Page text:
Golf: The Bennett's Part Two
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Meanwhile, Jack wasn’t done with his two up-coming teachers, and asked Rich to retrieve a jumbo gripped golf club from the golf shop.
Randy - Evan’s father - asked, “ Where should the “ V’s “ of hand placement line up? I thought they were to point toward the right shoulder. Isn’t this so?”
Jack knew that Randy’s question stemmed from popular belief that dated back to the 1940’s and 50’s
Jack answered Randy by deflecting the premise of hand placement - away from the “ V’s “, and into the wrists.
Jack said, “ The skinny part of the wrists cock up and down. The club face’s leading edge will be vertical, or plumb as is a carpenters level in carpentry.”
Could this be a unity of the body and the club? Could this bring a balanced system that is non-manipulative?
Rich arrived with a jumbo gripped driver, and handed it to Jack.
Jack said, “ Evan, hold this to see if your hands appreciate less stress and a comfortable arrangement.”
Evan said, “ Oh yeah, I can feel the difference.”
Randy said, “ Maybe the midsize grip will work - something between the standard and jumbo.”
Randy asked Evan, “ Does it feel right?”
Jack interjected, “ The grip size might be questionable, Randy, but I wouldn’t rely upon Evan’s “feel” at the moment. Familiarity has had its affect on his “feel “, both good and bad. The natural way has the better chance when disposing of “ familiar “.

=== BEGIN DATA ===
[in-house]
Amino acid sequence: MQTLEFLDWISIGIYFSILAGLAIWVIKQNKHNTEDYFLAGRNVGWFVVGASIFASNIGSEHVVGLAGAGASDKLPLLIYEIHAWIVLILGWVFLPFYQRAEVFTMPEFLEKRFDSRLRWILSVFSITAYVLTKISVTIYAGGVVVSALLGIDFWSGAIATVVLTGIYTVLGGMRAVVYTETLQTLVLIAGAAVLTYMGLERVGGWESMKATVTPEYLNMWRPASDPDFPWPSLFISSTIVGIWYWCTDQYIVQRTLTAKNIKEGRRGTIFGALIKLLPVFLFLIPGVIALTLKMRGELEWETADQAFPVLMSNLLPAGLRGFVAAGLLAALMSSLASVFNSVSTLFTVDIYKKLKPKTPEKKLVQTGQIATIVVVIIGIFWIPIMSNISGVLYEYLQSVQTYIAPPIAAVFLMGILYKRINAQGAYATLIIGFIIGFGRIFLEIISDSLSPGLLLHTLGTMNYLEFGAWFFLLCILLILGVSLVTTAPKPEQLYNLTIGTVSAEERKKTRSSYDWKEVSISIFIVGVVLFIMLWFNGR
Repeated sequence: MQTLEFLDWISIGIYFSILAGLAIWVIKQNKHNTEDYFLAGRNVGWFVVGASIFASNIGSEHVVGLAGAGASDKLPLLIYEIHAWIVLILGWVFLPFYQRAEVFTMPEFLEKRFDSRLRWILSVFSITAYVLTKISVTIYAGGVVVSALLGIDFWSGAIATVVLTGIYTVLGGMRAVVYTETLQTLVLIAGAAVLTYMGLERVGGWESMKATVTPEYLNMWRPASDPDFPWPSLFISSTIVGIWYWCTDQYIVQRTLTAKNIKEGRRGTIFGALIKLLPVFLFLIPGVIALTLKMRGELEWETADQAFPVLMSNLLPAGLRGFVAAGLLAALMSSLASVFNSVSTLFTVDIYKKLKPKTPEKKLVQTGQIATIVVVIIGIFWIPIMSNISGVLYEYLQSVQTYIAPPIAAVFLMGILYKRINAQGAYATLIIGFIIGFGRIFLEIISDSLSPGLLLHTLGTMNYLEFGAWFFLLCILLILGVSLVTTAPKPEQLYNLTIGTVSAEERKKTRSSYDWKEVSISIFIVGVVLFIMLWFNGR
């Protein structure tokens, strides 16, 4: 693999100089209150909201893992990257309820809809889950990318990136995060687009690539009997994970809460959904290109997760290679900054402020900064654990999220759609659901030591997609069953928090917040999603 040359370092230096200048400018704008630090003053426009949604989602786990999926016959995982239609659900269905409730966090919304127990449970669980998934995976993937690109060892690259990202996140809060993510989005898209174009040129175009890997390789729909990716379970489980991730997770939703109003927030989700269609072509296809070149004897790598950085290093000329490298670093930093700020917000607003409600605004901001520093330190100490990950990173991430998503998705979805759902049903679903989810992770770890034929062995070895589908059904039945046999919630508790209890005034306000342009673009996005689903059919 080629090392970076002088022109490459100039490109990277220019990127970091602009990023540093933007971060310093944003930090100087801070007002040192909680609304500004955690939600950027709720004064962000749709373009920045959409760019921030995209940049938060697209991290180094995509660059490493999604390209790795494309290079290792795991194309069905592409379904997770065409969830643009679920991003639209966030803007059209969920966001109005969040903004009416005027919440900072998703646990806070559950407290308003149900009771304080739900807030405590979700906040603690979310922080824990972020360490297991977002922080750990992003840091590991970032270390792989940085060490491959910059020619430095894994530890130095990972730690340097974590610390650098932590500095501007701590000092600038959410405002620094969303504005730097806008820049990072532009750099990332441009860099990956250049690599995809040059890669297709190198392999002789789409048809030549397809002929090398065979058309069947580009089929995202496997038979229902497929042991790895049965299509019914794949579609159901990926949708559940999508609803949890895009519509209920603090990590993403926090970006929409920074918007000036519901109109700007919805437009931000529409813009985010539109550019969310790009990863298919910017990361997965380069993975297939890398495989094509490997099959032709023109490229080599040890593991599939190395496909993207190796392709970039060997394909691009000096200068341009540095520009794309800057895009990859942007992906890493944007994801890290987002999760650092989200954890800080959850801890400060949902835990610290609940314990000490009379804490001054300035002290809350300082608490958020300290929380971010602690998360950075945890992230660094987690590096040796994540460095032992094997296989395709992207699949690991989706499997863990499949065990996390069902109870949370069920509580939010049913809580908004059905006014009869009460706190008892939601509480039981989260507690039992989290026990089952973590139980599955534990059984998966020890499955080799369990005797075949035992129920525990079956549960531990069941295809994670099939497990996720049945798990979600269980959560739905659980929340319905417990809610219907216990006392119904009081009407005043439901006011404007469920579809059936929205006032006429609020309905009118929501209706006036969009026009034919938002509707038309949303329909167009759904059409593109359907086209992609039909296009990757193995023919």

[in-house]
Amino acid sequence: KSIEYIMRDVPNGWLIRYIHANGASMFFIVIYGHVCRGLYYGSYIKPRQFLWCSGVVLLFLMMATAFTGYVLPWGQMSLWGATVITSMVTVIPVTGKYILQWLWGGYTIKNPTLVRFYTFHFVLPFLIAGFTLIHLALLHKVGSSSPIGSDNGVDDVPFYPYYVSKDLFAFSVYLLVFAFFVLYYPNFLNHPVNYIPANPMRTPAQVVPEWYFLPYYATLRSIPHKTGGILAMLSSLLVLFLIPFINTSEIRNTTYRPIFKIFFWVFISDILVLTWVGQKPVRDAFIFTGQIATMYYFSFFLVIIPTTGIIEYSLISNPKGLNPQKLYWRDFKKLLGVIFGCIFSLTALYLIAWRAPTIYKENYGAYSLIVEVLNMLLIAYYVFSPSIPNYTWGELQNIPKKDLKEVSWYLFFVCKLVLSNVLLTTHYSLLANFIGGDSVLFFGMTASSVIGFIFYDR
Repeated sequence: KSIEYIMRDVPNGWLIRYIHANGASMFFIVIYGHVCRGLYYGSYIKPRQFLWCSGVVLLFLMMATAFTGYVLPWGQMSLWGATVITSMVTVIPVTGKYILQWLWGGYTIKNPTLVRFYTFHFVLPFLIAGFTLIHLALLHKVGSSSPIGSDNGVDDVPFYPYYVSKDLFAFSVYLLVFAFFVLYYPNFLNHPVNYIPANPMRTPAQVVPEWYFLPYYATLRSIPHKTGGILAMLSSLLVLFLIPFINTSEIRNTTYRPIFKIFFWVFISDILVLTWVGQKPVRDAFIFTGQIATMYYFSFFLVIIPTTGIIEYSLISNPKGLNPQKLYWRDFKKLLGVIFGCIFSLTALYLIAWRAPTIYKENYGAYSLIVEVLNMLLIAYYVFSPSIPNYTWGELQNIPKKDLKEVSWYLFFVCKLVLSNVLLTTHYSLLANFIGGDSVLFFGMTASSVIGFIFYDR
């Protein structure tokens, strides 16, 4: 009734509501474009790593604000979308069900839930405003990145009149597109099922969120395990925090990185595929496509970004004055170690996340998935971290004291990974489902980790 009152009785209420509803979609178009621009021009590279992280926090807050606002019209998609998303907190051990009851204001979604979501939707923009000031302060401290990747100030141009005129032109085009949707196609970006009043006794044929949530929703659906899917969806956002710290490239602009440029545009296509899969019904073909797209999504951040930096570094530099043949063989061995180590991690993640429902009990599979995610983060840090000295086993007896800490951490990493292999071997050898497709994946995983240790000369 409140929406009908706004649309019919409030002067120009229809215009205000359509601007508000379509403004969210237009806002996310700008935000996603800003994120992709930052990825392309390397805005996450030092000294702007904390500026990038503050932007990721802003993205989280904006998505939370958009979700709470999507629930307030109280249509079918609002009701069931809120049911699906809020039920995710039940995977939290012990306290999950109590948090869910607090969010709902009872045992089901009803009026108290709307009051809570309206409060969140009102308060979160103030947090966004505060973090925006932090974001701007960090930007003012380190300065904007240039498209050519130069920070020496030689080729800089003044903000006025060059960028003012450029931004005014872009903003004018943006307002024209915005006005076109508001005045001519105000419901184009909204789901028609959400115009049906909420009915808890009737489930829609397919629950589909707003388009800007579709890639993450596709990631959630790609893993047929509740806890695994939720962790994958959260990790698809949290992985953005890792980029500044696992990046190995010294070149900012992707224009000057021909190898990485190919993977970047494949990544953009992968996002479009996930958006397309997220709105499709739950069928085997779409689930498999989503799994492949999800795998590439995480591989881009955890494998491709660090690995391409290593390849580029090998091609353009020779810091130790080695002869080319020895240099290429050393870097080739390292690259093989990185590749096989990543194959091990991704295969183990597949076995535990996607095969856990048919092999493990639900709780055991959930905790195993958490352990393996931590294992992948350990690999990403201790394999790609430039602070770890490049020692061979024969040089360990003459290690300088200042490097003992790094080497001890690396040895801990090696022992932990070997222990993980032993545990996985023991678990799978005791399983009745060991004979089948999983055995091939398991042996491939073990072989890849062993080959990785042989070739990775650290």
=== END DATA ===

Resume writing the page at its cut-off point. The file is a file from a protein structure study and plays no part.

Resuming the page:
Jack proceeded to show Evan the Tucson Wedge Shot, which is a specialized shot: high trajectory, short distance, minimized wrist action, mainly a progression of maximizing body turn, and a wide arc of arm movement.
Jack said, “ Evan, the wedge is held in such a way to expose only the index finger’s knuckle - no more - and at times less, or no knuckles at all.”
The procedure is - lay the leading edge of the club face to an
“ open “ position with standard hand placement that’s balanced. However, in Evan’s situation, “ open “ the face slightly more because of his “hooked” left hand placement. Place the last hand in its “throwing” position. Then with both hands turn club face back to square to the line, or natural loft of the golf club.
A golfer’s hand will lose the view of knuckles and a “hooked grip”. Could it be that Evan gets two for one ie., familiarity of high loft - no cocked wrists - limited hands, and Evan’s second reward: balanced hand placement while learning a “new” golf shot? Why not have a challenge in change of “feel”, and a new shot too?”
Evan was told to spend the next two weeks working on the Tucson Wedge Shot in all practice sessions - creating a soft lob shot around the greens, and a likeable way to balanced hand placement in his entire golf game.
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